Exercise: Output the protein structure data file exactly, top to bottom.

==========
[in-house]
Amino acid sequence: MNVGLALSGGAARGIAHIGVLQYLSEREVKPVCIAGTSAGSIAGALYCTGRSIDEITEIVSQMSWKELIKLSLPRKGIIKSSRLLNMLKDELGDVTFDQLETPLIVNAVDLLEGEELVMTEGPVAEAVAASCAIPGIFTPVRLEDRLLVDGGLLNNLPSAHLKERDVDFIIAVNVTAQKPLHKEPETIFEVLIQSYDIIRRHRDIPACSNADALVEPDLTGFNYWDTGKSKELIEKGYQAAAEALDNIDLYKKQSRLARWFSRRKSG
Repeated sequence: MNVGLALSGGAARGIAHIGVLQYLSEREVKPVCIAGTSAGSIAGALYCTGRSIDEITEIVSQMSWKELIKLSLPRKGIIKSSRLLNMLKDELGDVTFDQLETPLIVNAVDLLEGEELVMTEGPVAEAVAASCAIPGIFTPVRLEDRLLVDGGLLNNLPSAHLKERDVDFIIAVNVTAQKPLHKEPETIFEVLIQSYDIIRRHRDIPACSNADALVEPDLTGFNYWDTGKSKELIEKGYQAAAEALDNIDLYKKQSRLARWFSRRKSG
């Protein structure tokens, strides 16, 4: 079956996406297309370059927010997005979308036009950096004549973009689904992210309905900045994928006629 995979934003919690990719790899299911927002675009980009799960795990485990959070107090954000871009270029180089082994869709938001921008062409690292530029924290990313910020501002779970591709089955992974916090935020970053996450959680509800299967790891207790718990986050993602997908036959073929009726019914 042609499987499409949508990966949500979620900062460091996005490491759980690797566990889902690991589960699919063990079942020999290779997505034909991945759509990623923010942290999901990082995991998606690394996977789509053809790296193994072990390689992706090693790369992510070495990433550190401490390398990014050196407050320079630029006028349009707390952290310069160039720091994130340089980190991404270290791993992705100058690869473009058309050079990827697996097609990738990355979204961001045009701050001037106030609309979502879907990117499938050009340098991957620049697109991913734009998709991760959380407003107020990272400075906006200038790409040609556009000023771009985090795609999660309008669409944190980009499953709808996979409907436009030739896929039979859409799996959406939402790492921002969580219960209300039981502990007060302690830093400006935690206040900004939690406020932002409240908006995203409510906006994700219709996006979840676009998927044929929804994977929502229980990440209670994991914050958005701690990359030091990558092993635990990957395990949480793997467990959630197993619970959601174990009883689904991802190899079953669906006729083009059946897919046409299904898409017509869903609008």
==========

[in-house]
Amino acid sequence: MNVGLALSGGAARGIAHIGVLQYLSEREVKPVCIAGTSAGSIAGALYCTGRSIDEITEIVSQMSWKELIKLSLPRKGIIKSSRLLNMLKDELGDVTFDQLETPLIVNAVDLLEGEELVMTEGPVAEAVAASCAIPGIFTPVRLEDRLLVDGGLLNNLPSAHLKERDVDFIIAVNVTAQKPLHKEPETIFEVLIQSYDIIRRHRDIPACSNADALVEPDLTGFNYWDTGKSKELIEKGYQAAAEALDNIDLYKKQSRLARWFSRRKSG
Repeated sequence: MNVGLALSGGAARGIAHIGVLQYLSEREVKPVCIAGTSAGSIAGALYCTGRSIDEITEIVSQMSWKELIKLSLPRKGIIKSSRLLNMLKDELGDVTFDQLETPLIVNAVDLLEGEELVMTEGPVAEAVAASCAIPGIFTPVRLEDRLLVDGGLLNNLPSAHLKERDVDFIIAVNVTAQKPLHKEPETIFEVLIQSYDIIRRHRDIPACSNADALVEPDLTGFNYWDTGKSKELIEKGYQAAAEALDNIDLYKKQSRLARWFSRRKSG
């Protein structure tokens, strides 16, 4: 079956996406297309370059927010997005979308036009950096004549973009689904992210309905900045994928006629 995979934003919690990719790899299911927002675009980009799960795990485990959070107090954000871009270029180089082994869709938001921008062409690292530029924290990313910020501002779970591709089955992974916090935020970053996450959680509800299967790891207790718990986050993602997908036959073929009726019914 042609499987499409949508990966949500979620900062460091996005490491759980690797566990889902690991589960699919063990079942020999290779997505034909991945759509990623923010942290999901990082995991998606690394996977789509053809790296193994072990390689992706090693790369992510070495990433550190401490390398990014050196407050320079630029006028349009707390952290310069160039720091994130340089980190991404270290791993992705100058690869473009058309050079990827697996097609990738990355979204961001045009701050001037106030609309979502879907990117499938050009340098991957620049697109991913734009998709991760959380407003107020990272400075906006200038790409040609556009000023771009985090795609999660309008669409944190980009499953709808996979409907436009030739896929039979859409799996959406939402790492921002969580219960209300039981502990007060302690830093400006935690206040900004939690406020932002409240908006995203409510906006994700219709996006979840676009998927044929929804994977929502229980990440209670994991914050958005701690990359030091990558092993635990990957395990949480793997467990959630197993619970959601174990009883689904991802190899079953669906006729083009059946897919046409299904898409017509869903609008």